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Risk Factors for Coronary Artery Disease

Interventional Cardiology
The Chester County Hospital and Health System

Published: August 2, 1010

Coronary Artery Disease (CAD), also known as atherosclerotic heart disease, is caused by plaque inside the arteries that supply blood to the heart muscle (plaque is composed of cholesterol, old cells and other substances). When severe enough, blockages can cause chest pain (angina), weakened heart muscle, or heart attack (myocardial infarction). CAD remains the #1 killer of both men and women. Every 34 seconds, an American suffers a heart attack and every minute someone will die from one. Knowing the risks could save your life.

Risk factors for developing CAD are divided into those you can change and those you can't. The American Heart Association has identified six modifiable risk factors: high blood pressure (Hypertension), elevated sugars (Diabetes), tobacco exposure, elevated cholesterol, physical inactivity, and obesity. Age and family history are risk factors that you can't change. It is important to know these risk factors because the majority of them are based on choices we make every day.

High blood pressure is influenced by daily salt intake, weight and activity level. Begin reading labels and remember that canned foods, preserved meats, and most restaurant meals have the highest salt content. Eating prepared meals at home will allow the most control of salt intake.

Diabetes accelerates the CAD process and is a risk factor for other diseases including peripheral arterial disease (PAD) and stroke. Diabetes is most commonly caused by fat cells which reduce the body's sensitivity to insulin, the hormone that decreases blood sugar. This process can often be reversed with weight loss.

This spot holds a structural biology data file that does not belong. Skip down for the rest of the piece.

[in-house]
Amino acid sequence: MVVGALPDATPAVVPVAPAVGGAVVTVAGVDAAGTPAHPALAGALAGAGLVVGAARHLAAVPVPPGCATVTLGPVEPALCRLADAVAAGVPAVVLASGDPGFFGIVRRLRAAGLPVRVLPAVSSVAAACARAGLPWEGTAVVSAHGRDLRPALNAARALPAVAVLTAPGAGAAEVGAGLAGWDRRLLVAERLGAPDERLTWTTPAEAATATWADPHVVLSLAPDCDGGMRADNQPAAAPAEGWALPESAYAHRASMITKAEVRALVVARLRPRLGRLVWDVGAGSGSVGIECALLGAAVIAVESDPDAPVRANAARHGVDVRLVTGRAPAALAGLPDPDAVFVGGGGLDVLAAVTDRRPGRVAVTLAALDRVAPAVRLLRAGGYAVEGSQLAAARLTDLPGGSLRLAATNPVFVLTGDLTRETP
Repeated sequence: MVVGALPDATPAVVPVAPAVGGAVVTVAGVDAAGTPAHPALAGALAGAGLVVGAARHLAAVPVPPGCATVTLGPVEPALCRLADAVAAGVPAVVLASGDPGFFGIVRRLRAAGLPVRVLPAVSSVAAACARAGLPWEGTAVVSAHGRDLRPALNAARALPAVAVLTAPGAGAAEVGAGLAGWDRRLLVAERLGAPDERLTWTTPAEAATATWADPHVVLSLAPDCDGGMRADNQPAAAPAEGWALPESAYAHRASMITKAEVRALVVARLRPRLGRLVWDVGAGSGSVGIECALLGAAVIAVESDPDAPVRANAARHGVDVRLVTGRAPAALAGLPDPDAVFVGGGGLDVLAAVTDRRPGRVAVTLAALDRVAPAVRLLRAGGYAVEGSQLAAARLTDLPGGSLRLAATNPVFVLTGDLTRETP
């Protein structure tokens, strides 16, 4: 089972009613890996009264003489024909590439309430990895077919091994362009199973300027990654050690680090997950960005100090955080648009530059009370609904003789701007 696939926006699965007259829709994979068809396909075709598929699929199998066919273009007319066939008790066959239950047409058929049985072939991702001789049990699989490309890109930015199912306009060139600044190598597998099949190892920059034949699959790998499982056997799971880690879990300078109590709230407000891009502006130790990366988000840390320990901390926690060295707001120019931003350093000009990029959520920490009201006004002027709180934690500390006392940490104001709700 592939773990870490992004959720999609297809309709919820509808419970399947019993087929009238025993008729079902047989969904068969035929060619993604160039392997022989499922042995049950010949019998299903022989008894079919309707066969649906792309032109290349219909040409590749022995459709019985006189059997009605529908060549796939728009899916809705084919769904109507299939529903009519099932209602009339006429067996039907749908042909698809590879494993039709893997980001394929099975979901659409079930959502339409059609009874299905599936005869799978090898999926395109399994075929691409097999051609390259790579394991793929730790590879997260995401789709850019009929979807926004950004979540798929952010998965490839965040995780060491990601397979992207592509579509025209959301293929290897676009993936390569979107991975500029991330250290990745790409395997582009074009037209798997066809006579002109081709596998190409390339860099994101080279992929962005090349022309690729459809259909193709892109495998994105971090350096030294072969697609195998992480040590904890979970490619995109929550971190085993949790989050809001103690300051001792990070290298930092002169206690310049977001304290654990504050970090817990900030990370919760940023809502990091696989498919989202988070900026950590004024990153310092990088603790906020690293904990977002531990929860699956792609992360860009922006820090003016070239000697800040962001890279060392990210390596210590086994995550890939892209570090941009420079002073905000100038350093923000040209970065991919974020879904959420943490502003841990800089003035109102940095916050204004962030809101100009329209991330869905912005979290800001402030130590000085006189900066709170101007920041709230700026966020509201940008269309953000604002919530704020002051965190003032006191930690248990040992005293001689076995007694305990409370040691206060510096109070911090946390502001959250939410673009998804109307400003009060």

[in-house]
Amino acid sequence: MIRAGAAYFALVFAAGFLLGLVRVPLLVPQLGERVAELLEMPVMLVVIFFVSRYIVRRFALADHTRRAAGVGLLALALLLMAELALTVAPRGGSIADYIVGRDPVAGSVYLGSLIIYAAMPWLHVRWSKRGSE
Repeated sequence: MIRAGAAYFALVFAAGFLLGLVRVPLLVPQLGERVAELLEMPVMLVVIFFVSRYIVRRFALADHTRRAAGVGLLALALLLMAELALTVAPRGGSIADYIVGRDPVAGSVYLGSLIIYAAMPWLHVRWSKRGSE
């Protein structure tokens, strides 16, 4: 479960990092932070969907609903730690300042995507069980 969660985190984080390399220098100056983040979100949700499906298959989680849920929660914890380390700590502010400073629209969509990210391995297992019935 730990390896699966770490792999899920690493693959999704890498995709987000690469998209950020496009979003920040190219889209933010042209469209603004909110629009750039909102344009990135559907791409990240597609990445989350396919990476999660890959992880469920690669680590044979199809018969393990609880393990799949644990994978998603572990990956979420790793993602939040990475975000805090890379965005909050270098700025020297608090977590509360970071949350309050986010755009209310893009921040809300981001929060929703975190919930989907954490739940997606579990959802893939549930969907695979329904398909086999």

Cholesterol can be divided into "good" (HDL) and "bad" (LDL and triglycerides) cholesterol. Your cholesterol profile can be improved by reducing saturated fats, eliminating trans fats, and choosing more healthy monosaturated and polyunsaturated fats. Combined with increased fruits, vegetables, and exercise, this lifestyle can increase good cholesterol and reduce bad.

Both smoking and exposure to second-hand smoke carry the same increased risk. In addition to accelerating CAD and making a heart attack more likely, tobacco exposure also increases the risk of stroke and some forms of cancer. Although everyone associates smoking with lung cancer, more smokers actually die from heart disease. As a result, exposure to tobacco is the single most important risk factor that you can change.

Physical inactivity and obesity are a growing problem, with one in three Americans currently obese. Going to the gym would be great, but simply adjusting daily life to incorporate a more active lifestyle can help. If your doctor agrees, park farther away and walk; use the stairs instead of the elevator; bicycle instead of drive; or deliver messages personally instead of email or text. These simple steps can help burn calories, lose weight, decrease blood pressure, decrease cholesterol and increase physical fitness.

Knowing the risk factors and adjusting lifestyle to reduce or eliminate them can decrease the risk of CAD. Talk to your primary care doctor or search the American Heart Association website at www.hearthub.org to learn more.

This article was published as part of the Daily Local News Medical Column series which appears every Monday. It has been reprinted by permission of the Daily Local News.

Last Updated: 1/2/2012